Eat the Music was intended to be the lead single from Kate Bush's Red Shoes album in the UK but, at the last minute, EMI decided on Rubberband Girl instead. However, a handful of singles slipped through the net before they were recalled, and these rarities are now worth up to £2,300 each.
The Who changed their name to the High Numbers for a short period in 1964, releasing a single called Zoot Suit under the moniker. The 7” track was produced in low numbers. These days, a mint copy will sell for up to £2,500.
The debut album from the Maytals, Never Grow Old is a ska classic that does what it says on the cover. Copies from the first pressing from 1964 are especially thin on the ground and can fetch up to £2,800 at auction.
Copies of 1974’s Diamond Dogs with original artwork are rare but very valuable. The initial sleeve, depicting David Bowie as half man and half dog, was pulled after the depiction of Bowie with a dog's private parts was deemed obscene. In 2013, a copy was sold for £3,700. Check your collection, as if your copy has the original artwork you're barking up the right money tree.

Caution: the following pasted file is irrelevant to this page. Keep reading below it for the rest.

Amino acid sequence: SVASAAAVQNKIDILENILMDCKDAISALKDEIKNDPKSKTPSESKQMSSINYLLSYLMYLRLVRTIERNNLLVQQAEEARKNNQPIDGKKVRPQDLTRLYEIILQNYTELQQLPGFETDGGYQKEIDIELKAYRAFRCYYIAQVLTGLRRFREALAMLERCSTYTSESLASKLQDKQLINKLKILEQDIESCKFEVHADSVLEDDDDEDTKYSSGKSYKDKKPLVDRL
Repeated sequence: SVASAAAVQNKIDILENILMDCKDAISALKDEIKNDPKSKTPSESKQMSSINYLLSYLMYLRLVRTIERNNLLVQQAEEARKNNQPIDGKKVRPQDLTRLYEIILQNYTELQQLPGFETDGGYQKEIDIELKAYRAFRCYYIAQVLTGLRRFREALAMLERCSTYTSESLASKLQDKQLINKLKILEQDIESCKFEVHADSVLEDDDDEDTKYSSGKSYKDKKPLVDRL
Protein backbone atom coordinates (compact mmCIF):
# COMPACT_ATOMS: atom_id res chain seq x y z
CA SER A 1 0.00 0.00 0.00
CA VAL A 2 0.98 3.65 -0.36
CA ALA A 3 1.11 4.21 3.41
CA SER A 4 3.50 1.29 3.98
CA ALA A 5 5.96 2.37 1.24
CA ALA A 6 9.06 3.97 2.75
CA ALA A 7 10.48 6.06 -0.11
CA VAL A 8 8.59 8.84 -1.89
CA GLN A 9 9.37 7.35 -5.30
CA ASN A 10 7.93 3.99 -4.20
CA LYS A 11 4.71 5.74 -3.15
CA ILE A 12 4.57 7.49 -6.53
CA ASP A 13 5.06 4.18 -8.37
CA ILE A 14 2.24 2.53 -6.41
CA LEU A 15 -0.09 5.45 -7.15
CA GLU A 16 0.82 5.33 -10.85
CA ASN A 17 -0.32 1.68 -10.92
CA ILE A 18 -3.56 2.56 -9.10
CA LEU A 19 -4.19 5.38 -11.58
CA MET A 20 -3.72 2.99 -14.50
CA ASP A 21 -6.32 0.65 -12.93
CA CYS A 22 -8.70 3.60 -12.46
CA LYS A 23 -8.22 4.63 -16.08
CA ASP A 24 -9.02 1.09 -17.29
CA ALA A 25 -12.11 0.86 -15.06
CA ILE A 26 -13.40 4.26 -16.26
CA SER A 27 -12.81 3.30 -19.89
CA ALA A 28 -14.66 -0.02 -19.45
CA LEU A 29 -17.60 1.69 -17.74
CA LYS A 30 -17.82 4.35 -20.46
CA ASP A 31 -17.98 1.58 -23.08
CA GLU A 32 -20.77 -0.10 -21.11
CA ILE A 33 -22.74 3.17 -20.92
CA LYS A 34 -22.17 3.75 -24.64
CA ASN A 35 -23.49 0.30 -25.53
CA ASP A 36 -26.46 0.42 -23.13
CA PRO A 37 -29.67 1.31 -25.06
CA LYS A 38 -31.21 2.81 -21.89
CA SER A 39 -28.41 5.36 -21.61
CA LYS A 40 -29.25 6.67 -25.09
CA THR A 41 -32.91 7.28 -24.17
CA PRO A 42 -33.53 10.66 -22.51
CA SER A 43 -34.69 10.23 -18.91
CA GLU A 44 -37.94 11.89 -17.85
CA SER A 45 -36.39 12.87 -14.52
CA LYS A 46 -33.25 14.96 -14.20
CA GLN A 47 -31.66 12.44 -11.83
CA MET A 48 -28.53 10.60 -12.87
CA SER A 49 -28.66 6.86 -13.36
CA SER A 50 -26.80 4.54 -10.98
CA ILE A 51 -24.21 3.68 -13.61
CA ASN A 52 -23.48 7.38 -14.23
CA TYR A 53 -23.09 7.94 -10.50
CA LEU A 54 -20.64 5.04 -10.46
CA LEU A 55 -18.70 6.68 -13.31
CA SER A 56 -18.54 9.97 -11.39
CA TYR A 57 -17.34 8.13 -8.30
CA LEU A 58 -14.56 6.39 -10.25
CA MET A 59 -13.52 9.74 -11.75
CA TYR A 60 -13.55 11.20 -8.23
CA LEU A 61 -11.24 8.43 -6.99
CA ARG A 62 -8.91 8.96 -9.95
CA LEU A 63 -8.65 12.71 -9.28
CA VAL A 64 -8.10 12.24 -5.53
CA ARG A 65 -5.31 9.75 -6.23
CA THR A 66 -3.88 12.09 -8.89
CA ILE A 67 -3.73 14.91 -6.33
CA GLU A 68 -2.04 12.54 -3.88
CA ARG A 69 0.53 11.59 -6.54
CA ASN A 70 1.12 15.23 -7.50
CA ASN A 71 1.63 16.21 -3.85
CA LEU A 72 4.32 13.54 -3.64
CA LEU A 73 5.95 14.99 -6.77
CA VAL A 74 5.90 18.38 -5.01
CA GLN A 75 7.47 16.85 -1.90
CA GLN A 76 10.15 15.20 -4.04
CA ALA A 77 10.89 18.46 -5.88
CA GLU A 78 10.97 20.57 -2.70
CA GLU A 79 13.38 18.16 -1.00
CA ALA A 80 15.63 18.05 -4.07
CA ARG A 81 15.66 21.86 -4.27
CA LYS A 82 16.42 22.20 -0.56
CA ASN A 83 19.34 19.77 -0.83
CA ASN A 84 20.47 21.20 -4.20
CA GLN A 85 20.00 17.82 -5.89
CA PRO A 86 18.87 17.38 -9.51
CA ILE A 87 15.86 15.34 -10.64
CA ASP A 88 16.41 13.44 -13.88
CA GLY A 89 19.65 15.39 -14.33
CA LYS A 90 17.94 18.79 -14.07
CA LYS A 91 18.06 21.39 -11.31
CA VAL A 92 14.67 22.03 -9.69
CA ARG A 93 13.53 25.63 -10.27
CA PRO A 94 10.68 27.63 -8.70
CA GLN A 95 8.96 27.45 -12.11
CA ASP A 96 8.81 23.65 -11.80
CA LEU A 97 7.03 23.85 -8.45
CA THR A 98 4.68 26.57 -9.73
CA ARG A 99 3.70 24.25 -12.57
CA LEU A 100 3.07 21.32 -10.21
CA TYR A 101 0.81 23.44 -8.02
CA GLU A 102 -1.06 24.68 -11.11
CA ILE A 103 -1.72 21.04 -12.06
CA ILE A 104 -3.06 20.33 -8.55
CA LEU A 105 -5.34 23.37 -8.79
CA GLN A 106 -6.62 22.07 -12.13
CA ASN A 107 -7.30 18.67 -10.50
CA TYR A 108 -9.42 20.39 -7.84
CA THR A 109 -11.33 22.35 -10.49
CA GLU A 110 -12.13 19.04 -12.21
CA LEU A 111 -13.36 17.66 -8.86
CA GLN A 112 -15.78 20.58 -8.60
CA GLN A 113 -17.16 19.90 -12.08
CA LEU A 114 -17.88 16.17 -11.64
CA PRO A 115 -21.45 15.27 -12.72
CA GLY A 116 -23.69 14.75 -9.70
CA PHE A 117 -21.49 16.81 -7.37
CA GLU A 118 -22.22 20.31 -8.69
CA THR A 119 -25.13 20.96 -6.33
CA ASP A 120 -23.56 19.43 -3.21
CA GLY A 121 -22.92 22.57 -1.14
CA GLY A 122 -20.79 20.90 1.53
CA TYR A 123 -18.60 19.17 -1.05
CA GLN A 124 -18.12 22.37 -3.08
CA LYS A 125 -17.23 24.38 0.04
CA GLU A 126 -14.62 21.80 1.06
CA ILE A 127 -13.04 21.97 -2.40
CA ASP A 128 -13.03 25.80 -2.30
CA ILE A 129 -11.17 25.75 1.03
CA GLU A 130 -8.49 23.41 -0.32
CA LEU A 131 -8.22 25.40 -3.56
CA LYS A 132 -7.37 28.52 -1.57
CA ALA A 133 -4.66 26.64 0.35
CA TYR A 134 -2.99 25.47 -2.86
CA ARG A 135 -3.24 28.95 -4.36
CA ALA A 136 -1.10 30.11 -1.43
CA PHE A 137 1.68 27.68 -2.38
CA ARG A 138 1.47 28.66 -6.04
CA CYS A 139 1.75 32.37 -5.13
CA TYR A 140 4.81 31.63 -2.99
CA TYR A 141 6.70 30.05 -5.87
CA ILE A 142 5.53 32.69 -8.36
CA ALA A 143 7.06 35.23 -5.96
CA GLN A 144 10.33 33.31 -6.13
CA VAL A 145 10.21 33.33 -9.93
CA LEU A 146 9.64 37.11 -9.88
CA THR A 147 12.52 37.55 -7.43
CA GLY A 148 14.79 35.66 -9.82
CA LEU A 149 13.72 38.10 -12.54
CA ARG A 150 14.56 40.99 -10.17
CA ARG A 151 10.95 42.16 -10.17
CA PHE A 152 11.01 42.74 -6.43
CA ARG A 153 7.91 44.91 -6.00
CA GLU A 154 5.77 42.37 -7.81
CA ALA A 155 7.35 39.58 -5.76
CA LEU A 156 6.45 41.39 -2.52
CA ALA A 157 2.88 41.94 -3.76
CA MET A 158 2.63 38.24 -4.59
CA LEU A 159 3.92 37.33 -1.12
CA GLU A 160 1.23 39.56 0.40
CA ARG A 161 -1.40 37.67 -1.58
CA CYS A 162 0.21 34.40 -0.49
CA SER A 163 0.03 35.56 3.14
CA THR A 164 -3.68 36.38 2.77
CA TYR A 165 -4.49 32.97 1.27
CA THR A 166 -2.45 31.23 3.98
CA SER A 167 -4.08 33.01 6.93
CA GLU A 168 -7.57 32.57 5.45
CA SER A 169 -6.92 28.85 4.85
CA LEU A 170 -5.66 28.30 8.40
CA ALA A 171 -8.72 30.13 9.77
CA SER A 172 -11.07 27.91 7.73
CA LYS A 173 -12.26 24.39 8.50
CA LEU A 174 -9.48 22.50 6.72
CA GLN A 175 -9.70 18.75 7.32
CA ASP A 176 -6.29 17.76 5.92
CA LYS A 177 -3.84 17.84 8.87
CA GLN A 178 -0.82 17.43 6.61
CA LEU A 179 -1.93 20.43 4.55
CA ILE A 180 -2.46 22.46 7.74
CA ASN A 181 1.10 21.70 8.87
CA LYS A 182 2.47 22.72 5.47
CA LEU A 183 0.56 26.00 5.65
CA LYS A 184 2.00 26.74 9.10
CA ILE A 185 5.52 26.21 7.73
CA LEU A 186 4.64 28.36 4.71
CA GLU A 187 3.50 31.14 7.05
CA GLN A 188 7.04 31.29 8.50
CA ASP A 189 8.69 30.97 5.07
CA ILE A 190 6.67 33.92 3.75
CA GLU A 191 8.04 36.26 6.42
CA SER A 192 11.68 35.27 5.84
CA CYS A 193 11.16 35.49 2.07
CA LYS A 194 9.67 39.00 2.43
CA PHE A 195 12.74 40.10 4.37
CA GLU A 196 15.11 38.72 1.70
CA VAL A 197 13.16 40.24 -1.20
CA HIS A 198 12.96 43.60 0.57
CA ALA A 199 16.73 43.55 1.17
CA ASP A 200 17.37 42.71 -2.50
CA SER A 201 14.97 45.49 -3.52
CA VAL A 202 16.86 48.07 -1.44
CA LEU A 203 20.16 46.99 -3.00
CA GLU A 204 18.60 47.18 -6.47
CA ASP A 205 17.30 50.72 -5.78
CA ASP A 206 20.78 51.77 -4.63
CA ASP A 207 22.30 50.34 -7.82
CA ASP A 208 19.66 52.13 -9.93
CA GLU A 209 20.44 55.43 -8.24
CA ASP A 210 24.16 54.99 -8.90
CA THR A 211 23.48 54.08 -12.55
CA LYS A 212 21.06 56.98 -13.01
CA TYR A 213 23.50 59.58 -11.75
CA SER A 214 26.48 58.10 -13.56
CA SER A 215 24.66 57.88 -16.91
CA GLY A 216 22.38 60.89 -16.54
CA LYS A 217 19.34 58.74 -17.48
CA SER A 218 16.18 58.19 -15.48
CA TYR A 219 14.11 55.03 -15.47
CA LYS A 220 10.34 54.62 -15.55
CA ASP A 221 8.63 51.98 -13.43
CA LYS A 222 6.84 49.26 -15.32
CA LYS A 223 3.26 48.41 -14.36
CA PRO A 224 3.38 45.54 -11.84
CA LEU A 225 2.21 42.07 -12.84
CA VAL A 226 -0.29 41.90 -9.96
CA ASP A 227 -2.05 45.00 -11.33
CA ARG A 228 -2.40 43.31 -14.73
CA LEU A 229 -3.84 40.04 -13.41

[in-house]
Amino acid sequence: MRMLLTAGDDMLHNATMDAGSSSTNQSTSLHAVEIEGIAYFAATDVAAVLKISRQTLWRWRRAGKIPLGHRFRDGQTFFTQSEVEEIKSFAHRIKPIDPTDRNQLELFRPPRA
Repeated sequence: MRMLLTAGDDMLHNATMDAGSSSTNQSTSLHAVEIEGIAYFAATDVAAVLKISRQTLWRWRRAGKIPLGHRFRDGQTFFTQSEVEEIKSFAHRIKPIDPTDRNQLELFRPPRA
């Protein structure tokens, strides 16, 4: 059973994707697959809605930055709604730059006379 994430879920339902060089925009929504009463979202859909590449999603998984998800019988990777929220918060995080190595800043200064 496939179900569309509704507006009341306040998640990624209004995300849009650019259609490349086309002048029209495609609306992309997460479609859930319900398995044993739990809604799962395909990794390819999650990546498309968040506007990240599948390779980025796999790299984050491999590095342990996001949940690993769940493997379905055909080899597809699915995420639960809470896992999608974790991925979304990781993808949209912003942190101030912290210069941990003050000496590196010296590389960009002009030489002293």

This psychedelic progressive rock album has been voted the number one most collectable rock record of all time by Q Magazine. The extremely rare LP was released in very limited numbers by Decca back in 1971. Mint condition copies sell for up to £4,100.
Forever Amber's The Love Cycle is widely regarded as one of the most amazing psychedelic albums of all time by fans and critics alike. Just 99 copies were pressed for the LP's initial release in 1969, and these pressings are worth up to £4,700 a pop.
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The Sex Pistols’ second single God Save The Queen shocked the British establishment and caused a major stir. A first pressing of the UK single on the A&M label, before the record was unceremoniously withdrawn by worried execs, sold for £6,000 in 2015.
Next time you're out record shopping, have a root around for an original copy of the so-called White Album, which will have a gatefold cover, a printed number and the original Apple logo. If you’re privileged enough to own a low-numbered copy, it could earn you up to £10,000. Suddenly, a near-flawless album just got even better.
Got any American records in your collection? Here are the valuable US vinyls you might have at home